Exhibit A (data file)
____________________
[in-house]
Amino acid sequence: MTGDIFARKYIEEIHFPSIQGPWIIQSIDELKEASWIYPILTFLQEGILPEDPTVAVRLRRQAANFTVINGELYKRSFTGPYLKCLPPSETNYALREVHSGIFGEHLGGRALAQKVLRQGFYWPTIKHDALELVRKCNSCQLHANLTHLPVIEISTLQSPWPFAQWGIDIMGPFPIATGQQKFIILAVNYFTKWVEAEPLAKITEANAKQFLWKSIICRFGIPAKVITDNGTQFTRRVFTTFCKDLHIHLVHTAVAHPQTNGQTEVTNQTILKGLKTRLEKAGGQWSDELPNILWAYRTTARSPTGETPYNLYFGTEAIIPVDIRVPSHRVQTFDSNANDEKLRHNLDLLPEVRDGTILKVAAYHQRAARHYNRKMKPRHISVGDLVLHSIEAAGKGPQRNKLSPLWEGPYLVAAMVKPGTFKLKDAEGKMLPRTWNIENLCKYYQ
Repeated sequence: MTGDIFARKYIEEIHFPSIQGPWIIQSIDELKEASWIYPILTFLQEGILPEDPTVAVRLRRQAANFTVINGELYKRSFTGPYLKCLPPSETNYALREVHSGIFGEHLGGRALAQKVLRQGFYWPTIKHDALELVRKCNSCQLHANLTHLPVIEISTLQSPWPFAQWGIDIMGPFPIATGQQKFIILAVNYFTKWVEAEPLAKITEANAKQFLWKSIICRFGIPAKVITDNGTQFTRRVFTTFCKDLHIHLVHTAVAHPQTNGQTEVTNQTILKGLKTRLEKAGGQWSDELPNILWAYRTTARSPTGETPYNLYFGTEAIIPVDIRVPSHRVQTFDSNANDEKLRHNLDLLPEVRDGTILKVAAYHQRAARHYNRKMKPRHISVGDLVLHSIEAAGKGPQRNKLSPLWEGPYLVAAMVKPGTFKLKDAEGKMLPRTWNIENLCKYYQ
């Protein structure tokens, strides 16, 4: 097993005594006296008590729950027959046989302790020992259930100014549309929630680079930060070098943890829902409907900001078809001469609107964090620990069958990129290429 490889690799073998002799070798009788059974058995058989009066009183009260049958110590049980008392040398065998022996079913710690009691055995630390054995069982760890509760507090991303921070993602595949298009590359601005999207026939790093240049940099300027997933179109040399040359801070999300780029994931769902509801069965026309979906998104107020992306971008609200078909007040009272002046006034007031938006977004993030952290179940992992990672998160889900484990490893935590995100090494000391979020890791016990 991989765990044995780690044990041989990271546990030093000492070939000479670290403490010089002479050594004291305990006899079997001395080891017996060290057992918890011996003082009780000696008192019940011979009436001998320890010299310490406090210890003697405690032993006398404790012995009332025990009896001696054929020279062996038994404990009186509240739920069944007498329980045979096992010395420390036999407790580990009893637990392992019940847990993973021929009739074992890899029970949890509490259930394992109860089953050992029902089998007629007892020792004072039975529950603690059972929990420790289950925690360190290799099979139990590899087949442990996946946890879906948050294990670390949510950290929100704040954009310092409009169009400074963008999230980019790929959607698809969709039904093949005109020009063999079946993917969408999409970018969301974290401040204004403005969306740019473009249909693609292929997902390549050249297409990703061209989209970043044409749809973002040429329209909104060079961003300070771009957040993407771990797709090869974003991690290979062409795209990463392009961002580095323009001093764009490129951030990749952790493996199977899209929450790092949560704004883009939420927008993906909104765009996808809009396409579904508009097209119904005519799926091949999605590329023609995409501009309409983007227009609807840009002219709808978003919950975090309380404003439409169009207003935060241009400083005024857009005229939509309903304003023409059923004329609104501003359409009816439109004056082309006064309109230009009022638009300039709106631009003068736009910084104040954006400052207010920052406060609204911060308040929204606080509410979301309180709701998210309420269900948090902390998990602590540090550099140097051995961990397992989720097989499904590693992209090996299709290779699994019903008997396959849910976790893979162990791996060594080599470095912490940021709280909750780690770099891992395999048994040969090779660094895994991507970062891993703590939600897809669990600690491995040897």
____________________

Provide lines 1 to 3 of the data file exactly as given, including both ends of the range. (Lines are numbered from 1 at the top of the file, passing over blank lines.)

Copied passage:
[in-house]
Amino acid sequence: MTGDIFARKYIEEIHFPSIQGPWIIQSIDELKEASWIYPILTFLQEGILPEDPTVAVRLRRQAANFTVINGELYKRSFTGPYLKCLPPSETNYALREVHSGIFGEHLGGRALAQKVLRQGFYWPTIKHDALELVRKCNSCQLHANLTHLPVIEISTLQSPWPFAQWGIDIMGPFPIATGQQKFIILAVNYFTKWVEAEPLAKITEANAKQFLWKSIICRFGIPAKVITDNGTQFTRRVFTTFCKDLHIHLVHTAVAHPQTNGQTEVTNQTILKGLKTRLEKAGGQWSDELPNILWAYRTTARSPTGETPYNLYFGTEAIIPVDIRVPSHRVQTFDSNANDEKLRHNLDLLPEVRDGTILKVAAYHQRAARHYNRKMKPRHISVGDLVLHSIEAAGKGPQRNKLSPLWEGPYLVAAMVKPGTFKLKDAEGKMLPRTWNIENLCKYYQ
Repeated sequence: MTGDIFARKYIEEIHFPSIQGPWIIQSIDELKEASWIYPILTFLQEGILPEDPTVAVRLRRQAANFTVINGELYKRSFTGPYLKCLPPSETNYALREVHSGIFGEHLGGRALAQKVLRQGFYWPTIKHDALELVRKCNSCQLHANLTHLPVIEISTLQSPWPFAQWGIDIMGPFPIATGQQKFIILAVNYFTKWVEAEPLAKITEANAKQFLWKSIICRFGIPAKVITDNGTQFTRRVFTTFCKDLHIHLVHTAVAHPQTNGQTEVTNQTILKGLKTRLEKAGGQWSDELPNILWAYRTTARSPTGETPYNLYFGTEAIIPVDIRVPSHRVQTFDSNANDEKLRHNLDLLPEVRDGTILKVAAYHQRAARHYNRKMKPRHISVGDLVLHSIEAAGKGPQRNKLSPLWEGPYLVAAMVKPGTFKLKDAEGKMLPRTWNIENLCKYYQ